With fellow artists Ann de Forest, Sam Wend and Adrienne Mackey, I set out to discover the city that I live in by walking its full perimeter.

Originating through a Knight Foundation-funded Cross Pollination residency with Swim Pony Performing ArtsWalk Around Philadelphia began with one of the most joyous weeks of my life.

From dawn to dusk over 5.5 days in 2016, we walked 102.7 miles around the city while staying as close to the perimeter as we were able.

Walk Around Philadelphia then evolved into a narrative performance event built around the map at the Philadelphia History Museum, activating the space in a new way and drawing sold-out crowds.

In sharing our stories, we created a space for participants to connect to points on the border and to their fellow participants as they engaged with the map together.

In 2017, I undertook a second walk around the city’s perimeter as a personal pilgrimage following my father’s death, and a third in 2018.

Walking the perimeter has become a yearly tradition for me. Ann, Sam, Adrienne & I are also seeking other ways to build on this project and share this experience with others.

The Residency

Cross Pollination:

Swim Pony Performing Arts’ Cross Pollination residency pairs artists of different disciplines to spend a week working together with Swim Pony’s Artistic Director Adrienne Mackey for an open-ended creative exploration, with Swim Pony’s Artistic Associate Sam Wend joining us to document the process.

Through this framework, I was paired with writer Ann de Forest, whom I’d never met before. In preliminary meetings, many themes of interest came up including neighborhoods and stories, pilgrimages and processions, games and role reversals.

When inspiration struck, we decided on a plan that would end up incorporating all of our ideas in ways that we couldn’t have expected as we set out to walk around Philadelphia.

All the way around Philadelphia.

The Walk

The premise was simple:
walk the city’s perimeter.

Not knowing what to expect, we set out on a walk that we thought would take sixty-something miles over four days.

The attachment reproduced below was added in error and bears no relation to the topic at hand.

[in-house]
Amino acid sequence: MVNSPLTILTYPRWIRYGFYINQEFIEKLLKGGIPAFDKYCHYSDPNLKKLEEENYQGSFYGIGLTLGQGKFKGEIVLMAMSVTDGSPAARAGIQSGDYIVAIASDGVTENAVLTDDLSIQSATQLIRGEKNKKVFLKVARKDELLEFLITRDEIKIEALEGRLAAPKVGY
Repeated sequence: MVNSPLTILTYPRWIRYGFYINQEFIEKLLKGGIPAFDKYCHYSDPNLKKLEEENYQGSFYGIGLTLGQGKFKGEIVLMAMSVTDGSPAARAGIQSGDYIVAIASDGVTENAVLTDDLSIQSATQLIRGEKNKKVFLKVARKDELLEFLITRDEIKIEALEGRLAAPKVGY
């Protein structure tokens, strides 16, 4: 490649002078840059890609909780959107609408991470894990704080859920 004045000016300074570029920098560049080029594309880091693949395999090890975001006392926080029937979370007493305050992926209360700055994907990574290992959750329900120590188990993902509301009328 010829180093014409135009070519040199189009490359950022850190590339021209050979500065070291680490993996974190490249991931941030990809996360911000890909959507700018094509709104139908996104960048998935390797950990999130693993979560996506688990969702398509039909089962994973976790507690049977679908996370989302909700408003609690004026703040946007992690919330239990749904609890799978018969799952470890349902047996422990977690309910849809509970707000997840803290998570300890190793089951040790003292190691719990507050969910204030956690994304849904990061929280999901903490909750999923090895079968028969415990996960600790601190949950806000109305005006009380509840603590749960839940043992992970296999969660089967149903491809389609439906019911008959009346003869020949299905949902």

The complete circumnavigation of Philadelphia took us 102.7 miles over 5.5 days.

We found our way home each evening via public transit, and resumed our tour from the same location the following morning.

Along the way, we shared discoveries, encounters, conversations, silence, laughter, blisters and more.

We confirmed the accuracy of the proverb that states, “There is no bad weather, only inappropriate clothing,” and I am not kidding when I say that it was one of the most joyous weeks of my life.

It was an amazing way to discover the city from a new perspective, no longer focusing on the tall buildings at the center but rather encompassing the vastness of all that is held within Philadelphia’s edges.

The Performance

As our adventure around the city perimeter came to a close, we began talking about how we could share Walk Around Philadelphia with others.

While the Cross Pollination residency was technically for an open-ended creative exploration and didn’t require a finished “product”, we were inspired to share it in some sort of report-back to the community.

Partnering with the Philadelphia History Museum, whose walkable map of the city was the perfect setting for such an event, we designed a quasi-theatrical storytelling event that shared highlights and reflections from our pilgrimage while also creating exercises and opportunities for neighbors to connect through discovery of their city’s perimeter.

The free event promptly “sold out”, so we added a second night, which promptly was filled as well. An accompanying visual exhibit of photos & artifacts from the walk, connected to route markings taped on the floor, shared the experiences with the Museum’s regular visitors when we weren’t there.

We’ve since adapted our presentation to share with both college students and business executives, and would be happy to bring it to your community as well.

Solo pilgrimage

In the week following my father’s death in February 2017, I walked the city’s edge again.

I’d marked my calendar to keep a week free for another potential perimeter walk the following year after we’d completed the first one in February 2016. It had been the week after my birthday, and I thought that it might make a good period for yearly reflection.

When my father’s life came to a close suddenly on February 7th, it was an unexpected blessing that I already had an open schedule the following week, and completing a second perimeter tour on my own was a perfect way to create space to process all that had happened in the prior weeks of his illness.

On the last half-day segment, a few friends joined me to walk with me and welcome me home.

In the end, we all walk our own life paths alone, but it’s the people whose paths cross or align with ours along the way that make life worth it.

(Thanks for being here right now, joining me for this little moment of it!)

What's next?

Walk Around Philadelphia captured the city’s imagination and invited new conversations about civic space. We’d love to build on its success.

With our newfound status as perimeter-walkers, Adrienne, Ann, Sam & I are interested in discovering other cities by walking their edges.

We are also actively seeking to create infrastructure to open the walk for others here in Philly.

If you would like to partner on a perimeter project, don’t hesitate to reach out!

Contact us
Photo credits

Walk & performance documentation by Adachi Pimentel for Swim Pony Performing Arts  •  Walking through tall grasses photo by Risa Waldoks  •  All other photographs © JJ Tiziou